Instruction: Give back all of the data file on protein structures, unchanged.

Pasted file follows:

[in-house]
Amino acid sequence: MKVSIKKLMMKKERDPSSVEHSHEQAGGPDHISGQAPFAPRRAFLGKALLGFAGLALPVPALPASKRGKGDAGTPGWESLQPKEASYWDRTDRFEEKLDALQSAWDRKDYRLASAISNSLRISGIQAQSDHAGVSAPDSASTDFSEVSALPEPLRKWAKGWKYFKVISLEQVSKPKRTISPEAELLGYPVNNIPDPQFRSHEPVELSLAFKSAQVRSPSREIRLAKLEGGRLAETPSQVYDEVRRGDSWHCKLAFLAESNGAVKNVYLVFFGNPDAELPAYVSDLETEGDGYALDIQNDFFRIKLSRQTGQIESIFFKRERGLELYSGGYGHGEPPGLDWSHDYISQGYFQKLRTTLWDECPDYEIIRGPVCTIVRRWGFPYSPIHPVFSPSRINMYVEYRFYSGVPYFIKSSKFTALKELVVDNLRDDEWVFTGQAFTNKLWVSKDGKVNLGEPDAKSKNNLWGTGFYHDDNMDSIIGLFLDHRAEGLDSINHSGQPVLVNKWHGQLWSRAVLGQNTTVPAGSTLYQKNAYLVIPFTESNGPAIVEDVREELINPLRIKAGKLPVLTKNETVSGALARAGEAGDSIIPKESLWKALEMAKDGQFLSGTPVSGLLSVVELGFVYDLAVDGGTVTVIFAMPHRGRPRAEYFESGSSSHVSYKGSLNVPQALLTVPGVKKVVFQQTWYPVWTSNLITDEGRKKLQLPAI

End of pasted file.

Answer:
[in-house]
Amino acid sequence: MKVSIKKLMMKKERDPSSVEHSHEQAGGPDHISGQAPFAPRRAFLGKALLGFAGLALPVPALPASKRGKGDAGTPGWESLQPKEASYWDRTDRFEEKLDALQSAWDRKDYRLASAISNSLRISGIQAQSDHAGVSAPDSASTDFSEVSALPEPLRKWAKGWKYFKVISLEQVSKPKRTISPEAELLGYPVNNIPDPQFRSHEPVELSLAFKSAQVRSPSREIRLAKLEGGRLAETPSQVYDEVRRGDSWHCKLAFLAESNGAVKNVYLVFFGNPDAELPAYVSDLETEGDGYALDIQNDFFRIKLSRQTGQIESIFFKRERGLELYSGGYGHGEPPGLDWSHDYISQGYFQKLRTTLWDECPDYEIIRGPVCTIVRRWGFPYSPIHPVFSPSRINMYVEYRFYSGVPYFIKSSKFTALKELVVDNLRDDEWVFTGQAFTNKLWVSKDGKVNLGEPDAKSKNNLWGTGFYHDDNMDSIIGLFLDHRAEGLDSINHSGQPVLVNKWHGQLWSRAVLGQNTTVPAGSTLYQKNAYLVIPFTESNGPAIVEDVREELINPLRIKAGKLPVLTKNETVSGALARAGEAGDSIIPKESLWKALEMAKDGQFLSGTPVSGLLSVVELGFVYDLAVDGGTVTVIFAMPHRGRPRAEYFESGSSSHVSYKGSLNVPQALLTVPGVKKVVFQQTWYPVWTSNLITDEGRKKLQLPAI